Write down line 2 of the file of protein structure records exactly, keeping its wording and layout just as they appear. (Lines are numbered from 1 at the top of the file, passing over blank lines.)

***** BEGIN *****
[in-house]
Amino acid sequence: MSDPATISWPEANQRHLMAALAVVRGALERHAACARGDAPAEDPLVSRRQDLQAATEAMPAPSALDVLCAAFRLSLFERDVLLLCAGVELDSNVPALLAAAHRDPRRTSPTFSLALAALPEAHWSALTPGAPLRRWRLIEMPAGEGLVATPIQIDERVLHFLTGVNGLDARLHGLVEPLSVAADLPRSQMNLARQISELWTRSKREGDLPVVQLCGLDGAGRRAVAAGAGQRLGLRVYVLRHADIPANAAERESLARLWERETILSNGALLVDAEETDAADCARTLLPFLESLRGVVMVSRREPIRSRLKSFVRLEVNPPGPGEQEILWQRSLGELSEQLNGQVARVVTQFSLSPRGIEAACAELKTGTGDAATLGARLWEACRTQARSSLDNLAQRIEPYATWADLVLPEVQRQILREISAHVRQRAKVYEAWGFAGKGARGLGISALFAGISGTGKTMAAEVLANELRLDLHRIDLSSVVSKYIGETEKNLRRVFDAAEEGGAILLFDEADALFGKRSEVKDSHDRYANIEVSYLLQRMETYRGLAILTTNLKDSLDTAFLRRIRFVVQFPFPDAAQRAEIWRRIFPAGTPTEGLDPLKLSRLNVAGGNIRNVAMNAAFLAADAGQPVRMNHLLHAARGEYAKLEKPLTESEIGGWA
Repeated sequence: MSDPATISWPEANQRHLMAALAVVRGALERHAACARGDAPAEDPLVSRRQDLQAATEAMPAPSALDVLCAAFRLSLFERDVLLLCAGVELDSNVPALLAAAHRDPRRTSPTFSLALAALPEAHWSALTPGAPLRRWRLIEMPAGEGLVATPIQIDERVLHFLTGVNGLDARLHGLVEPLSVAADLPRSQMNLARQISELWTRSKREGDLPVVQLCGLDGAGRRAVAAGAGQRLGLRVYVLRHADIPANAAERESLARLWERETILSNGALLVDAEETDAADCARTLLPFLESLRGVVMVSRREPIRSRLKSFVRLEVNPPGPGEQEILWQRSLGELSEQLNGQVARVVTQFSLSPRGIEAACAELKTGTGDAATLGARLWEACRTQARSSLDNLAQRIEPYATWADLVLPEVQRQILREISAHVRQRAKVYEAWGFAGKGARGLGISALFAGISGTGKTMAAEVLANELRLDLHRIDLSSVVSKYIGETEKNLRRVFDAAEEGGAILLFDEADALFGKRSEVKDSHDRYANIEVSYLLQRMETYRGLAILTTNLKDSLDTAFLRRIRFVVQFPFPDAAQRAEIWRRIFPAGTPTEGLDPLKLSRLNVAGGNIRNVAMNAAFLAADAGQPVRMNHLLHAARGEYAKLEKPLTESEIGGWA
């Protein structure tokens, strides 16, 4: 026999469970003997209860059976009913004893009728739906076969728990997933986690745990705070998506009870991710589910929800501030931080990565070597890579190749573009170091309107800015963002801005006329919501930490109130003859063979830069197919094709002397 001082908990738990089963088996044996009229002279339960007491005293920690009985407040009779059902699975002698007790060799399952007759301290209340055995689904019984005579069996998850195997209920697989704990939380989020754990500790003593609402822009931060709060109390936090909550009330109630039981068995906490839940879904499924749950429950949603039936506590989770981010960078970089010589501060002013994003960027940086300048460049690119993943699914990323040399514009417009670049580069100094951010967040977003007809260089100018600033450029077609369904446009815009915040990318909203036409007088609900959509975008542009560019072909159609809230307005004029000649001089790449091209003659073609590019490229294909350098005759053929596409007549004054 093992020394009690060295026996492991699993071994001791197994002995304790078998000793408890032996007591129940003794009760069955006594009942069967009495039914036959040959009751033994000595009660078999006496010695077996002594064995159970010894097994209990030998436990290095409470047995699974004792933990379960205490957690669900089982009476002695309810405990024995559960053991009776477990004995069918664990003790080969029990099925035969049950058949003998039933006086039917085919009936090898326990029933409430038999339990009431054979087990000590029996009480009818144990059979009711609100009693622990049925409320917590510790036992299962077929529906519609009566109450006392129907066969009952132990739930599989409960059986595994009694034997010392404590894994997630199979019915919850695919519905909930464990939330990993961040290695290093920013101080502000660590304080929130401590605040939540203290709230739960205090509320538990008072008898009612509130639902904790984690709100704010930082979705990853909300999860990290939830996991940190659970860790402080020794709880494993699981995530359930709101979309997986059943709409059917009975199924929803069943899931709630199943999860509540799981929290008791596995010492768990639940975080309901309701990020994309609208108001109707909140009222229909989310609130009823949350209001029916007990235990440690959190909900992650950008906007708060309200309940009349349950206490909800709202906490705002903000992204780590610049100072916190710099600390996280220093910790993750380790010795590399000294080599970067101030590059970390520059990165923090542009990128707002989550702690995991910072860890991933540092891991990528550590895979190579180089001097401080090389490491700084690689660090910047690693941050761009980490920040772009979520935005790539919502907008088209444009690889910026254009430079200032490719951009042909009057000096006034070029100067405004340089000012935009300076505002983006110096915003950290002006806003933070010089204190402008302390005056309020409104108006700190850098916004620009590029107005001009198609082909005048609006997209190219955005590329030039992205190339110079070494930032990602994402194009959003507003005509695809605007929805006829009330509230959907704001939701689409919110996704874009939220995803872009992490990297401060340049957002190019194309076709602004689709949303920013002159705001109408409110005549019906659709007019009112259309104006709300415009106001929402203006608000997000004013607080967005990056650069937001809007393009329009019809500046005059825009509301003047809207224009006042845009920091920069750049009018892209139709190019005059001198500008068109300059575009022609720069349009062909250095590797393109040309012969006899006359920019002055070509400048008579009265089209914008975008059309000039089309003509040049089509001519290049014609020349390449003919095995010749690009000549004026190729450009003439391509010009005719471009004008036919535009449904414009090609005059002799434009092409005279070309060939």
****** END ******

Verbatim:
Amino acid sequence: MSDPATISWPEANQRHLMAALAVVRGALERHAACARGDAPAEDPLVSRRQDLQAATEAMPAPSALDVLCAAFRLSLFERDVLLLCAGVELDSNVPALLAAAHRDPRRTSPTFSLALAALPEAHWSALTPGAPLRRWRLIEMPAGEGLVATPIQIDERVLHFLTGVNGLDARLHGLVEPLSVAADLPRSQMNLARQISELWTRSKREGDLPVVQLCGLDGAGRRAVAAGAGQRLGLRVYVLRHADIPANAAERESLARLWERETILSNGALLVDAEETDAADCARTLLPFLESLRGVVMVSRREPIRSRLKSFVRLEVNPPGPGEQEILWQRSLGELSEQLNGQVARVVTQFSLSPRGIEAACAELKTGTGDAATLGARLWEACRTQARSSLDNLAQRIEPYATWADLVLPEVQRQILREISAHVRQRAKVYEAWGFAGKGARGLGISALFAGISGTGKTMAAEVLANELRLDLHRIDLSSVVSKYIGETEKNLRRVFDAAEEGGAILLFDEADALFGKRSEVKDSHDRYANIEVSYLLQRMETYRGLAILTTNLKDSLDTAFLRRIRFVVQFPFPDAAQRAEIWRRIFPAGTPTEGLDPLKLSRLNVAGGNIRNVAMNAAFLAADAGQPVRMNHLLHAARGEYAKLEKPLTESEIGGWA